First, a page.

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  1. I have Sailor 1911 L Sailor Compass aka Profit Junior Platinum 3776 Century Platinum President Pilot 74 Pilot 78g Muji pen
  2. Arcticart

    Choosing first japanese gold nib

    I've been looking to dip into the japanese gold nib pens for a good while. I've done research and looked for reviews but I'm not much wiser when it comes to comparing them. Thankfully my 200€ budget limits me to the "entry" level models of Pilot, Platinum and Sailor, which in theory should make my choice easier. Platinum 3776: Feels like the "boring" choice. I've heard good things about the "platinum feedback", which I wouldn't mind trying out. I'm indifferent about the appearance of the pen, since it's just a basic cigar shape, and the choice of colors is limited. I feel like this is a p
  3. A couple of days ago, I was cleaning out a part of my garden that I had let go wild for many years. While digging up endless root systems of Parthenocissus quinquefolia, I came upon this old Pilot Precise Rolling Ball pen. It was stained a tea color (I should have taken a "before" photo) and dirty, of course. I wiped it down with some spray cleaner and voilá. It wrote a little gummy at first, but now it's a smooth, excellent extra-fine point writer. I've been carrying it with me ever since; in fact, I like it so much, I ordered a 12-pack of Pilot Precise Needlepoint V5s. Could someone indulge
  4. troglokev

    Comparison of Pilot Elite nibs

    A long time ago, Ron Dutcher posted A Field Guide to Japanese Nibs in this forum. It is an excellent article, and if you haven't seen it, you should read it. I have some, but not all, and I thought people might be interested in a comparison of the nibs in use. Fine nib: Soft Fine nib: Posting nib: Script Nib: Manifold nib: Coarse nib:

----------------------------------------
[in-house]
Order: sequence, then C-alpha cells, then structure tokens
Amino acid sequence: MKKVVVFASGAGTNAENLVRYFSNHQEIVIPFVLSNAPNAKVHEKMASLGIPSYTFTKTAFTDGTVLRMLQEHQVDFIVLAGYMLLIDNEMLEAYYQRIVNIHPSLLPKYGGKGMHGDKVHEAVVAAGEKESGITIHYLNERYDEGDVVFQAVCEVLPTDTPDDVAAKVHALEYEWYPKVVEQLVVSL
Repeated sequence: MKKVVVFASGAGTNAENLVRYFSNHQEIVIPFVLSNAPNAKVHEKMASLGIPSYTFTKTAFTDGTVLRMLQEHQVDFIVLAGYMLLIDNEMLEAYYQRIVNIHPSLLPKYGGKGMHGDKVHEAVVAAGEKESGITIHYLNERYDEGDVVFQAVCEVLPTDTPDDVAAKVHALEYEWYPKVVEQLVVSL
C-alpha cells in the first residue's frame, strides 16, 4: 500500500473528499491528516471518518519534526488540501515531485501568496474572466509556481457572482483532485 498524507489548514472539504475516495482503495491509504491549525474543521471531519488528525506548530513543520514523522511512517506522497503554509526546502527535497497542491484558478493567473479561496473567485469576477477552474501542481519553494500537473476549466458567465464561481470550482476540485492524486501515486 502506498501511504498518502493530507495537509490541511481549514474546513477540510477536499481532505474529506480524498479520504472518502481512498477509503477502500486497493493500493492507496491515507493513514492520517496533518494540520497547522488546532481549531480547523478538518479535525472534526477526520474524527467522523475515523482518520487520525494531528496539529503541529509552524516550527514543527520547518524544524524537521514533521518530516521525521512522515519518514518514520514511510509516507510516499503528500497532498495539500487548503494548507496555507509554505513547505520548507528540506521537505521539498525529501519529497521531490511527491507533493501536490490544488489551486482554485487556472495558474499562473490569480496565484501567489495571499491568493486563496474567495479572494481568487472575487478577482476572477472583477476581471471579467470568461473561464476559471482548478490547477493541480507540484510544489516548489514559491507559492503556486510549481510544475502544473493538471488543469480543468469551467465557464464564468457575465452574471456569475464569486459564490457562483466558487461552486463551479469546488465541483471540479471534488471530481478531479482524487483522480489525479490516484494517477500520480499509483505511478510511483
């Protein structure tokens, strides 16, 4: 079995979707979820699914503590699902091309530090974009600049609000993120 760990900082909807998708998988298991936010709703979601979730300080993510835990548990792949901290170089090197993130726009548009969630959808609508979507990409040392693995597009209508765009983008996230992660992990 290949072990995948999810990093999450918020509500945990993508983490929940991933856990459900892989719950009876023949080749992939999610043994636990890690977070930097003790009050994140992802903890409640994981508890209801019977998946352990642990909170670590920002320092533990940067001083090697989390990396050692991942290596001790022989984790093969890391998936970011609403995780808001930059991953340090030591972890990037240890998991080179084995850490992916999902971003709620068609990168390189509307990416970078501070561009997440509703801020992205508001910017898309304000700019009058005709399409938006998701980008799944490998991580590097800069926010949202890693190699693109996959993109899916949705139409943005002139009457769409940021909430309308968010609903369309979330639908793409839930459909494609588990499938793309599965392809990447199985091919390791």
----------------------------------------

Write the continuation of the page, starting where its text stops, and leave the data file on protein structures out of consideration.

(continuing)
5. I've been meaning to write up a quick review of my favorite gray ink: Pilot Iroshizuku Fuyu-Syogun, and here it is, finally. Fuyu-Syogun was not a love at first sight/write. No, in fact I thought it was just too pale, bland, and boring. Only after I kept going back to my sample periodically for sketching and doodling did I fall in love with it. And I can't get enough of this ink now, so I got a full bottle. On the photograph below, you can see my less-than-enthusiastic thoughts about this ink in the older writing in the notebook underneath. I don't have a lot of grays--only a few sa
  6. Hi, I have a Pilot Super 60 that needs cartidges or a converter. I tried the Pilot Namiki cartridges that fit in my Pilot Elite, an original tab filler from a Super 100, and a CON-40 converter, none of them fit, they are all too 'fat' to fit into the receptacle on the section. The opening for the cartridge/converter is approximately 6.7 mm inside diameter. The Namiki cartridges, CON-40 and tab filler are all about 7.1 mm in diameter. Does anyone have suggestions for cartidges or (preferred) a converter that will fit this pen? Thanks, Kent P.S. I al
  7. Here are some of my favorite fine/extra fine nibs, which I use to take notes daily. What is/are your favorite fine nib(s)? 1. Montblanc EF, 14K (as I heard a recently updated grind). Precise, sharp, and smooth at the same time. Feel like a simi-italic. I wish it could be a bit wetter (I prime it once in a while with most inks. Sailor Kobe #7 Kaikyou Blue, however, write as wet as I wish it to be). 2. Aurora F, 18K. “Responsive” to slight variations in pressure, giving a very subtle amount of line variation that won’t ruin its purpose for taking notes. Aurora pens also